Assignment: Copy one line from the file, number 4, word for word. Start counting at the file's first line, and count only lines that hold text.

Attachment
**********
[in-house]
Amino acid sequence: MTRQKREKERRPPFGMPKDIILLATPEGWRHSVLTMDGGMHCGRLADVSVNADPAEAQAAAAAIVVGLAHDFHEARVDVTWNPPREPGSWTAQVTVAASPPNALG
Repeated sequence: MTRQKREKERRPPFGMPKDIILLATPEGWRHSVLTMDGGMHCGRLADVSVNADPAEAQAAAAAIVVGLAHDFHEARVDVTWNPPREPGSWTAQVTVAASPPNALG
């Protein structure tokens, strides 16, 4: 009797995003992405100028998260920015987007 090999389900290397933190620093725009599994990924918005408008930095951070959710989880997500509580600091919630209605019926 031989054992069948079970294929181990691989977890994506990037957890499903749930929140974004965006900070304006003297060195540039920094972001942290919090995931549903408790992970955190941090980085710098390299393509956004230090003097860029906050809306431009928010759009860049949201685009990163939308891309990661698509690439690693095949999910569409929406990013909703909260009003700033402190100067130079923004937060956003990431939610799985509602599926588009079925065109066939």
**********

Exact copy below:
């Protein structure tokens, strides 16, 4: 009797995003992405100028998260920015987007 090999389900290397933190620093725009599994990924918005408008930095951070959710989880997500509580600091919630209605019926 031989054992069948079970294929181990691989977890994506990037957890499903749930929140974004965006900070304006003297060195540039920094972001942290919090995931549903408790992970955190941090980085710098390299393509956004230090003097860029906050809306431009928010759009860049949201685009990163939308891309990661698509690439690693095949999910569409929406990013909703909260009003700033402190100067130079923004937060956003990431939610799985509602599926588009079925065109066939």